The Great Little Madison by Jean Fritz.
G. P. Putnam's Sons: NY, 1989.

So much importance is placed on Thomas Jefferson and George Washington (while Madison is mostly left out) that I didn't realize how important James Madison was to the founding of the U.S. before reading Jean Fritz's book. It is one of the most exciting of her biographies (of which she has done many). Not only did Madison write the initial proposal for the Constitution, he also had to explain it to the other delegates and persuade them that it wouldn't take away the powers of their states. Through the convention called to solve the problems of the Continental Congress, he took his own secrets notes of everyone's reactions so that he could address their concerns. He also persuaded Washington of the importance of his presence. The other delegates would feel safer starting a new government knowing Washington would be the new leader. Madison's influence did not stop with the ratification of the Constitution. He continued to play an active role in the federal government until the end of his life. Sure of what was best for the country and determined to convince the rest.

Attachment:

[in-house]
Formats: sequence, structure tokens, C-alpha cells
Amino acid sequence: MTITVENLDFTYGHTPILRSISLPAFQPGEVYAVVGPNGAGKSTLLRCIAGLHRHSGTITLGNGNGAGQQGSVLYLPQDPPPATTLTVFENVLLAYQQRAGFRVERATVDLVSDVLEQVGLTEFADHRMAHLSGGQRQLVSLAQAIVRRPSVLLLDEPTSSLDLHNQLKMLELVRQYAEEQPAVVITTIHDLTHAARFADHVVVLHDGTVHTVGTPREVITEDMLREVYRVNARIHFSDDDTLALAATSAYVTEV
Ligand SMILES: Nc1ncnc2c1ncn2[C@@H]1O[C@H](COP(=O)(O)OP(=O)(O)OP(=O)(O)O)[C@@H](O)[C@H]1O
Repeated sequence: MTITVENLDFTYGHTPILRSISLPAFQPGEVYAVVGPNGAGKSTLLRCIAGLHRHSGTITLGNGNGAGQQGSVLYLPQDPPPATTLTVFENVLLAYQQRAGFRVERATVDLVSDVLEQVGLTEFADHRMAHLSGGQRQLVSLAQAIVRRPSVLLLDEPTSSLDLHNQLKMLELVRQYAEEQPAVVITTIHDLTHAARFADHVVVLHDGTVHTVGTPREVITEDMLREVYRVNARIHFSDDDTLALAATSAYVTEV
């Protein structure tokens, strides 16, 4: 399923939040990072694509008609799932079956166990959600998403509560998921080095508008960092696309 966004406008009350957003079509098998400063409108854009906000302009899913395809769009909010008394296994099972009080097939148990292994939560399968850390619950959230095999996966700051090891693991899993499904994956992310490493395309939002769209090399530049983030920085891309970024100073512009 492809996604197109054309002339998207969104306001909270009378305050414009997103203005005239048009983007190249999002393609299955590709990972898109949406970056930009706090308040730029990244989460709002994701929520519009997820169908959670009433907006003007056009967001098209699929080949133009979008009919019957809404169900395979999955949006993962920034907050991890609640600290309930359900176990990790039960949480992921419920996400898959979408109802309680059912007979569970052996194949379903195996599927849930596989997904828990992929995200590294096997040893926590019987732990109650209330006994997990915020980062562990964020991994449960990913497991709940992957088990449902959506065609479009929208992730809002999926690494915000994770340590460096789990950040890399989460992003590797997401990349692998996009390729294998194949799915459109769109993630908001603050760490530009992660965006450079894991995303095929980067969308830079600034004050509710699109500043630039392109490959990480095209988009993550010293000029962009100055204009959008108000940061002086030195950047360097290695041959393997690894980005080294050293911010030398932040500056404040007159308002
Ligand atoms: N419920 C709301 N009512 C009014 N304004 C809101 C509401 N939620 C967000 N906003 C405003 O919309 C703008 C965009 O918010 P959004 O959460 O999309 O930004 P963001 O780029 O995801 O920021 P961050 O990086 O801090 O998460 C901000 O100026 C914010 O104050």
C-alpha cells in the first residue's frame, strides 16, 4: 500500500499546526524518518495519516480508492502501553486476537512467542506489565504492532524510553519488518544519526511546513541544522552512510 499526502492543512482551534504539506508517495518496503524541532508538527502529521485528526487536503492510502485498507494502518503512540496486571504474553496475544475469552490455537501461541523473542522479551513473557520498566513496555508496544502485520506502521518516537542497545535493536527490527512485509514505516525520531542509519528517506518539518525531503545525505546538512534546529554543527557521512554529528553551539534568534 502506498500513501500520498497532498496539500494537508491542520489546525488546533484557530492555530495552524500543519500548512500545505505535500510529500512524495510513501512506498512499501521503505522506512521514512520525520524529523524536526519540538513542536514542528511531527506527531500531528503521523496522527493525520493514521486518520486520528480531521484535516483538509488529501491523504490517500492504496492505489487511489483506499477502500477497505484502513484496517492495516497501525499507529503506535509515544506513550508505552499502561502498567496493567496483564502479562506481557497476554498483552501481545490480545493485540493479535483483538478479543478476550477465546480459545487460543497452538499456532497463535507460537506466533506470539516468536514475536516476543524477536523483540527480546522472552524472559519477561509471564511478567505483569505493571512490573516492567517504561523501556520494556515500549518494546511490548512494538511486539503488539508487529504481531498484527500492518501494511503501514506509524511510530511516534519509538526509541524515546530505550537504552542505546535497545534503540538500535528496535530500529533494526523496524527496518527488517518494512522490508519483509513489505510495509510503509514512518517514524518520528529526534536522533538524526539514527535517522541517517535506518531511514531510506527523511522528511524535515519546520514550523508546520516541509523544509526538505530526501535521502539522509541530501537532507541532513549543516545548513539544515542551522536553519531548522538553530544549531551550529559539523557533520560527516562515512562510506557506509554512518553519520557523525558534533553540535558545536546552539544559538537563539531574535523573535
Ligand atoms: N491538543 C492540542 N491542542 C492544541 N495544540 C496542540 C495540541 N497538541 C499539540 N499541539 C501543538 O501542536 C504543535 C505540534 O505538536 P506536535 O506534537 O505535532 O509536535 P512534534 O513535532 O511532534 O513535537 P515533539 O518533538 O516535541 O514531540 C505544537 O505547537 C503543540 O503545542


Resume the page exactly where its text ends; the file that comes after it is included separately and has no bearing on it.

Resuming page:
This is a great book for clear understanding of the founding of the U.S. government. It is a short book but gives a much more in depth and clearer picture than textbooks.
related-U.S. Presidents, James Madison, friendship with Thomas Jefferson, the Constitution of the United States of America, slavery, history of Virginia, War of 1812, Dolley Madison, 18th-19th century, Revolutionary war

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